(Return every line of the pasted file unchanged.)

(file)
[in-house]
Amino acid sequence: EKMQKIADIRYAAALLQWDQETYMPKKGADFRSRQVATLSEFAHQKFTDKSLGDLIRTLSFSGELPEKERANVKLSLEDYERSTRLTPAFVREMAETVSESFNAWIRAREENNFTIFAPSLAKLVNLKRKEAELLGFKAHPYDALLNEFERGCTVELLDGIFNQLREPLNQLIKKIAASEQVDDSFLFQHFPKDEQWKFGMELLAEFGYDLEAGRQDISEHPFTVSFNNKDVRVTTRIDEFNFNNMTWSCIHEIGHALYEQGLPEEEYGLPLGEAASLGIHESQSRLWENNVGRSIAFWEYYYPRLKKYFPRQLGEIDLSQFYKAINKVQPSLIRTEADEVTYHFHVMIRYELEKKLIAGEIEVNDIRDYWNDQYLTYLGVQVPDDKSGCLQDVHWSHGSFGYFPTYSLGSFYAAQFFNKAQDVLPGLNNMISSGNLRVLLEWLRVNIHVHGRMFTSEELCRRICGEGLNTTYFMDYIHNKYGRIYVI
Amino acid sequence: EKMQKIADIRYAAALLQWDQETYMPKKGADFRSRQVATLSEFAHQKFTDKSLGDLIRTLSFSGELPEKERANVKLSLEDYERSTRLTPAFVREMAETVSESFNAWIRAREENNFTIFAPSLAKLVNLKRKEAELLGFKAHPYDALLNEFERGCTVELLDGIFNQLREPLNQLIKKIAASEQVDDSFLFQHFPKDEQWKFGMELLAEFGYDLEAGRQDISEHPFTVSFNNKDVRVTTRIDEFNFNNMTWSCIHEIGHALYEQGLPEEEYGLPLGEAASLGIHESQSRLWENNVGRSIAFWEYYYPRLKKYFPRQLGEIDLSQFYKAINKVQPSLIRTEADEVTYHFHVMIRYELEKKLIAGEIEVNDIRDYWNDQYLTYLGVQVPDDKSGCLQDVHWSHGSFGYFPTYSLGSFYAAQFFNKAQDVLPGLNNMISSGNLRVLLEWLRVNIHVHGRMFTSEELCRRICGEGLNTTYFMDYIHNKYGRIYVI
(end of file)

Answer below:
[in-house]
Amino acid sequence: EKMQKIADIRYAAALLQWDQETYMPKKGADFRSRQVATLSEFAHQKFTDKSLGDLIRTLSFSGELPEKERANVKLSLEDYERSTRLTPAFVREMAETVSESFNAWIRAREENNFTIFAPSLAKLVNLKRKEAELLGFKAHPYDALLNEFERGCTVELLDGIFNQLREPLNQLIKKIAASEQVDDSFLFQHFPKDEQWKFGMELLAEFGYDLEAGRQDISEHPFTVSFNNKDVRVTTRIDEFNFNNMTWSCIHEIGHALYEQGLPEEEYGLPLGEAASLGIHESQSRLWENNVGRSIAFWEYYYPRLKKYFPRQLGEIDLSQFYKAINKVQPSLIRTEADEVTYHFHVMIRYELEKKLIAGEIEVNDIRDYWNDQYLTYLGVQVPDDKSGCLQDVHWSHGSFGYFPTYSLGSFYAAQFFNKAQDVLPGLNNMISSGNLRVLLEWLRVNIHVHGRMFTSEELCRRICGEGLNTTYFMDYIHNKYGRIYVI
Amino acid sequence: EKMQKIADIRYAAALLQWDQETYMPKKGADFRSRQVATLSEFAHQKFTDKSLGDLIRTLSFSGELPEKERANVKLSLEDYERSTRLTPAFVREMAETVSESFNAWIRAREENNFTIFAPSLAKLVNLKRKEAELLGFKAHPYDALLNEFERGCTVELLDGIFNQLREPLNQLIKKIAASEQVDDSFLFQHFPKDEQWKFGMELLAEFGYDLEAGRQDISEHPFTVSFNNKDVRVTTRIDEFNFNNMTWSCIHEIGHALYEQGLPEEEYGLPLGEAASLGIHESQSRLWENNVGRSIAFWEYYYPRLKKYFPRQLGEIDLSQFYKAINKVQPSLIRTEADEVTYHFHVMIRYELEKKLIAGEIEVNDIRDYWNDQYLTYLGVQVPDDKSGCLQDVHWSHGSFGYFPTYSLGSFYAAQFFNKAQDVLPGLNNMISSGNLRVLLEWLRVNIHVHGRMFTSEELCRRICGEGLNTTYFMDYIHNKYGRIYVI